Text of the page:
More than just a fighter, Erickson Lubin is a boxing junkie. He watches everything, he sees everything, he knows everything—no matter the weight class.
So of course he was paying close attention to the proceedings on June 25 at Barclays Center in Brooklyn, New York. That’s where, before Keith Thurman and Shawn Porter squared off in a Fight of the Year-caliber 147-pound title fight, fellow 154-pound prospect Jarrett Hurd got his chance to announce his presence to the world in a co-main event watched by millions on CBS.
Hurd took full advantage of his opportunity by earning a 10th-round stoppage of then-unbeaten Oscar Molina, and less than a year later earned his first world title shot.
Erickson Lubin (17-0, 12 KOs) gets a similar springboard opportunity Saturday night in a 154-pound world title eliminator against hard-hitting Jorge Cota (25-1, 22 KOs) at Barclays Center. The 12-round contest serves as the co-main to a 147-pound world title unification bout between Keith Thurman and Danny Garcia (CBS, 9 p.m. ET/6 p.m. PT).
Like Hurd—who on Saturday became a world champion with a ninth-round stoppage of Tony Harrison in a clash for a vacant title—Lubin intends to shine under a national spotlight.
“I don’t just want to win, I want to make a statement and show the world and the 154-pound division why I deserve to be at the top and have one of the titles,” Lubin says. “I plan on making a bigger statement than Jarrett Hurd did. He kind of set the bar in that fight on CBS. I’m here to exceed that, give the fans a better show. I plan on stealing the show that night.”
Stealing the show doesn’t figure to be easy. That’s because Thurman-Garcia is the most anticipated main event of what has already been a year filled with exciting matches. But if there’s a young fighter whose raw talents can make it happen, it’s Lubin.
“ Todd was there and did everything for us, he was a great man, and to lose him so early cut hard on us. ... I dedicate each and every fight to him. ” Erickson Lubin, undefeated 154-pound contender on his late cutman, Todd Harlib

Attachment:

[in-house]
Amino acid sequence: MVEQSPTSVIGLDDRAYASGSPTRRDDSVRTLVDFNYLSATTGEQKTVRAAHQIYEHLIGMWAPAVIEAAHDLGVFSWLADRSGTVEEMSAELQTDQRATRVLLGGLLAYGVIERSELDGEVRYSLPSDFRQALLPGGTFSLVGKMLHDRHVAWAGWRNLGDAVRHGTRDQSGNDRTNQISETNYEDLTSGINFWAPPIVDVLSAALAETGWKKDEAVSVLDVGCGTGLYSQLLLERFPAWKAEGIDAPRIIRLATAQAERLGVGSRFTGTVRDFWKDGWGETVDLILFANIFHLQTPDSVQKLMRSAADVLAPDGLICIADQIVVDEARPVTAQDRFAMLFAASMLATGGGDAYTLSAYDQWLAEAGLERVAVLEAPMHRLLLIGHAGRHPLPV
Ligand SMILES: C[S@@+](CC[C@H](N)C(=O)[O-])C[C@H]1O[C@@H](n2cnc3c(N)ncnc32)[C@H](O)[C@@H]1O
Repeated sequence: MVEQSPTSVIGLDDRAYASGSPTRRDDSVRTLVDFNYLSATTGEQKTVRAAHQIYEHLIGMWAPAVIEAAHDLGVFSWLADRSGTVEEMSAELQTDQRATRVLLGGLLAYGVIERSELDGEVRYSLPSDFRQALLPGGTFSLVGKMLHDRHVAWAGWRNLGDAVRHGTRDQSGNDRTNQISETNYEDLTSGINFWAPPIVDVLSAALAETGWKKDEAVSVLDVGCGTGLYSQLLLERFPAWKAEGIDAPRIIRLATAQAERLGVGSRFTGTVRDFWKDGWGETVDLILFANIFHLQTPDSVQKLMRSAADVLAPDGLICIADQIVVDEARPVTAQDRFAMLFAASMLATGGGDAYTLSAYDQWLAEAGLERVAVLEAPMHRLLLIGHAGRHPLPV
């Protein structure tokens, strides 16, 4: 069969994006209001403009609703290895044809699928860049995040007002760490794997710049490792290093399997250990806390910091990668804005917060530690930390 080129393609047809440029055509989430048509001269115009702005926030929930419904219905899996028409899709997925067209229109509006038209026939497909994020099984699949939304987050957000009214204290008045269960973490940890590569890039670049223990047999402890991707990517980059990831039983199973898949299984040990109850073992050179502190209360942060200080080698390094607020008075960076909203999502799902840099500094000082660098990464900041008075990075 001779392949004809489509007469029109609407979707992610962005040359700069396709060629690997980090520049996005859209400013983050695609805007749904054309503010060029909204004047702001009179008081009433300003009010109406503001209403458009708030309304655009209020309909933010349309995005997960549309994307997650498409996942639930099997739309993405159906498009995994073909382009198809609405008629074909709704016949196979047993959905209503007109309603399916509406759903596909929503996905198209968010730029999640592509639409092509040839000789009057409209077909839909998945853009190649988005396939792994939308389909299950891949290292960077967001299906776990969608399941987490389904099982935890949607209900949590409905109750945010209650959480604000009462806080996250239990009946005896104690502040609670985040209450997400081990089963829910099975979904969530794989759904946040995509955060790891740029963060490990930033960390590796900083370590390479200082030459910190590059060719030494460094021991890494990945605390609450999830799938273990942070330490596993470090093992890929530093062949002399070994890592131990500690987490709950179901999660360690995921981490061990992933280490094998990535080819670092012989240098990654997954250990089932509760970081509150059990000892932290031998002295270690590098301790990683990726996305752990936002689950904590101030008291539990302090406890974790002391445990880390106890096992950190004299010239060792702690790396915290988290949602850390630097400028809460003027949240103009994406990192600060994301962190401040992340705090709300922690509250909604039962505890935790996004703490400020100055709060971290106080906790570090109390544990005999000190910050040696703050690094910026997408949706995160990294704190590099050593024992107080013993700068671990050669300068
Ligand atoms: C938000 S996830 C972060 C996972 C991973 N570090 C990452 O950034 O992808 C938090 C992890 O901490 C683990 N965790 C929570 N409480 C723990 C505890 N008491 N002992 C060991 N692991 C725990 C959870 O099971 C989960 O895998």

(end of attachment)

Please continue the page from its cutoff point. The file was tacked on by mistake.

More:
Since signing a professional contract on his 18th birthday in 2013, Lubin has been tabbed as one of the sport’s future stars. His combination of style and prodigious power in both hands have steadily helped his profile grow and has him on the verge of fulfilling those early-career prophecies.
Just last year, the 21-year-old Florida native fought and won four times in 10½ months. It was the least impressive of those performances that he says taught him the most.
After an impressive third-round stoppage of Daniel Sandoval in front of a large NBC audience on June 18, he was brought back into the ring four weeks later on FOX against Ivan Montero. But after letting loose following the Sandoval fight, Lubin went into the Montero bout without the luxury of a full training camp.
Even though he scored an eight-round shutout victory over Montero, Lubin’s lack of preparation was evident.
“That definitely taught me just to be patient,” he says. “I’m still happy I got as many fights as I could last year. But this year, I’m going to take my time, because the fights are going to be harder and on bigger stages.
“That fight with Montero, I just went in there trying to knock him out. With a full camp to prepare, I might have been more relaxed and calm about it.”
The poor taste the Montero contest left in Lubin’s mouth reset his focus for his final bout of 2016. So did a tragic personal loss: In November, veteran boxing cutman Todd Harlib died suddenly, leaving Lubin without a man who had been in his corner since he was 11 years old.
“Todd was there and did everything for us, he was a great man, and to lose him so early cut hard on us,” Lubin says. “I remember him being in the amateurs with us, and he paid for the tournaments I couldn’t afford to go to. There were tournaments I thought I’d miss, and Todd came in and helped me out.
“I thought about it like this: He paid all this money for me to come out here—$1,000 plus—[so] I definitely have to win this tournament.”
Still mourning Harlib’s death, Lubin returned to the ring December 10 in Los Angeles and quickly disposed of Juan Ubaldo Cabrera by second-round knockout. He did so with his fallen friend on both his mind and his gear: In addition to wearing a T-shirt that had Harlib’s image printed on it, Lubin donned scarlet and gray trunks as a tribute to his former cutman, who attended Ohio State University.
“We couldn’t lose focus, we had to do it for [Harlib],” Lubin says of the Cabrera victory. “I dedicate each and every fight to him.”
After dispatching Cabrera, Lubin learned his title eliminator would be the co-main event to Thurman-Garcia. He then quickly began preparations for what is the biggest fight of his life thus far.
If he can get past Cota—a 29-year-old Mexican who has won eight straight fights—Lubin will position himself for a shot at the title currently held by undefeated champion Jermell Charlo.
“Jermell said I need about six more fights to fight him, so I’m about to give him an early surprise,” Lubin says. “It’s not six fights. It’s one more fight, then I get Jermell Charlo.
“I plan on knocking [Cota] out. And if he doesn’t want to go, I’ll punish him for 12 rounds.”
For complete coverage of Lubin vs Cota, head over to our fight page.
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